But other sectors also use risk management tools to mitigate their risk.
How does risk management software work?
It does this by collecting and collating data across the enterprise IT system, and indicating where the risks lie.
Risk management applications also help businesses to manage their IT risk through things like notifying them of security breaches.
The software might also remind businesses to refresh their security when events occur. In addition, risk management supports business continuity by identifying potential and actual IT breakdowns.
What are the challenges of implementing risk management?
From an IT perspective, companies will need to spend money on linking separate systems to ensure overall risk can be seen at one point. This involves using communications technology that can adequately link the systems together in a way that makes sense of all the risk data.
As well as the technology integration, organisations may well need to be able to put a price on their risk, so the data can be of use.
Also, they may need to overcome the different attitudes to risk in different departments before spending on technology.
Where do the risks come from?
The sorts of risk that risk management applications have traditionally dealt with has centred on financial risks, such as credit risk, interest rate risk, or uncertainty in financial markets.
Who uses risk management software?
Many financial organisations, including retail and investment banks, use risk management and compliance software. The reasons for using risk systems varies from mitigating risks from financial investments to covering security breaches and breaks in business continuity.
But apart from banking and financial services, many other key sectors use risk software. These include IT and telecoms firms; the energy sector; government and public sector bodies, and the insurance sector.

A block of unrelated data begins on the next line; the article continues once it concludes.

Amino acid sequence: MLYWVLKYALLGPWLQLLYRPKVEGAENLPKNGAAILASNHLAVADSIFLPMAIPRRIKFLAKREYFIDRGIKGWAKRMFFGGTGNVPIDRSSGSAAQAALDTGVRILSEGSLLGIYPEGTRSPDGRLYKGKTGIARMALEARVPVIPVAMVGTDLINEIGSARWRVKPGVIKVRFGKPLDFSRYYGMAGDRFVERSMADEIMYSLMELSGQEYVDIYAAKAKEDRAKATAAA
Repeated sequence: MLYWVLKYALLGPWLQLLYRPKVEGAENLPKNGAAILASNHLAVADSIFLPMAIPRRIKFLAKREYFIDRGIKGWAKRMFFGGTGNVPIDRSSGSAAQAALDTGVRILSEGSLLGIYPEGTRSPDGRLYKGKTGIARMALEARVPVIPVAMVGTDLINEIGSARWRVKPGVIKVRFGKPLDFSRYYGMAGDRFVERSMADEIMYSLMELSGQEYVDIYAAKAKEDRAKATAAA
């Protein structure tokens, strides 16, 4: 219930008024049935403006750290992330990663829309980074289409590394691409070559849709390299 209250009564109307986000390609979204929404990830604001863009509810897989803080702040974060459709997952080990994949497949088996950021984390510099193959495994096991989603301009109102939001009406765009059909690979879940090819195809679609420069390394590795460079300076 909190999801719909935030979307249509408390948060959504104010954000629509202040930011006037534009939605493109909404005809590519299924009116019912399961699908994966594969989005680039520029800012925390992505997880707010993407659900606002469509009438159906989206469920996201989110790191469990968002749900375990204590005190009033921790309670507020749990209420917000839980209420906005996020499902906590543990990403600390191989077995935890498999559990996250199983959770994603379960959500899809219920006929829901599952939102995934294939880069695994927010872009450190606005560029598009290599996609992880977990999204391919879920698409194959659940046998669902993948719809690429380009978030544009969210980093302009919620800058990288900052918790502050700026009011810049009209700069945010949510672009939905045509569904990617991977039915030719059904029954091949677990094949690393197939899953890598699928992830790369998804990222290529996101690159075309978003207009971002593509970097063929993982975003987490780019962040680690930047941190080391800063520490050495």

Are financial firms required to use the software?
The international regulation requires that banks ensure they have enough cash reserves to cover the financial cost of problems in the business, including fraud and IT failures.
As a result, the main integrated financial trading systems, such as Misys Summit, Calypso, and Murex, have risk management and compliance at the heart of their platforms.
Resources: Leading risk management software firms
- SaS for Enterprise Risk Management
SaS has a risk management platform that is targeted at a number of industries including insurance, energy and government.
- IBM Enterprise Risk Management
IBM’s enterprise risk management and compliance suite is based on Cognos business intelligence. The software offers management reports, dashboards, scorecards, alerts and notifications.
- Symbiant Risk Suite
Symbiant’s Risk Suite is web-based and allows different parts of a company to collaborate on risk initiatives.
- Methodware ERA
Methodware ERA allows firms to integrate their risk assessments, internal audits, compliance initiatives and corporate governance through one tool. It is able to generate reports and analysis.
Companies such as ExxonMobil, Schlumberger and Royal Dutch Shell use Syntex’s enterprise risk management software. It can be used to improve operational, quality, environmental, health, safety and security risk.
- Strategic Thought
Strategic Thought’s Active Risk Manager (ARM) is an enterprise risk management suite which started off as a project risk management product. It now has operational risk management capability, as well as business continuity, and governance and compliance.
Misys Summit is a well-established integrated financial trading system, used by many of the world’s leading banks. It has risk management at its core.
Murex is another well-established integrated financial trading system, used by many of the world’s leading banks. Murex is also based on a platform that has risk management at its heart.
Calypso is a modular Java-based financial trading system which has financial risk management at a key component. It is used by major banks across the world.
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